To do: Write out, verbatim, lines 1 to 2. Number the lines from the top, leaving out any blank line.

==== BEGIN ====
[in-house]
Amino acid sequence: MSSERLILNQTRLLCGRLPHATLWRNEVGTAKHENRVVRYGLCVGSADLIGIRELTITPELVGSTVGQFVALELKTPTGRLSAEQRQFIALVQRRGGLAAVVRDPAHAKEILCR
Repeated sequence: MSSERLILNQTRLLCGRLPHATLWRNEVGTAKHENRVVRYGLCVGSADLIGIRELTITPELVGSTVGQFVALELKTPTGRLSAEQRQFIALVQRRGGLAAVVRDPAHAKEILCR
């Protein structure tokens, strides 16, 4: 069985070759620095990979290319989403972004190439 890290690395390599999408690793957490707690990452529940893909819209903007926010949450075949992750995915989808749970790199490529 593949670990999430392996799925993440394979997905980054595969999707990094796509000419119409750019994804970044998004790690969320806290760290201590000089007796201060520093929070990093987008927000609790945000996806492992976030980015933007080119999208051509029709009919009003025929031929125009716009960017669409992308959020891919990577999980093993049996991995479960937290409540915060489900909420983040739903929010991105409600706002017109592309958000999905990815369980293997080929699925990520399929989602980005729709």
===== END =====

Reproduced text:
[in-house]
Amino acid sequence: MSSERLILNQTRLLCGRLPHATLWRNEVGTAKHENRVVRYGLCVGSADLIGIRELTITPELVGSTVGQFVALELKTPTGRLSAEQRQFIALVQRRGGLAAVVRDPAHAKEILCR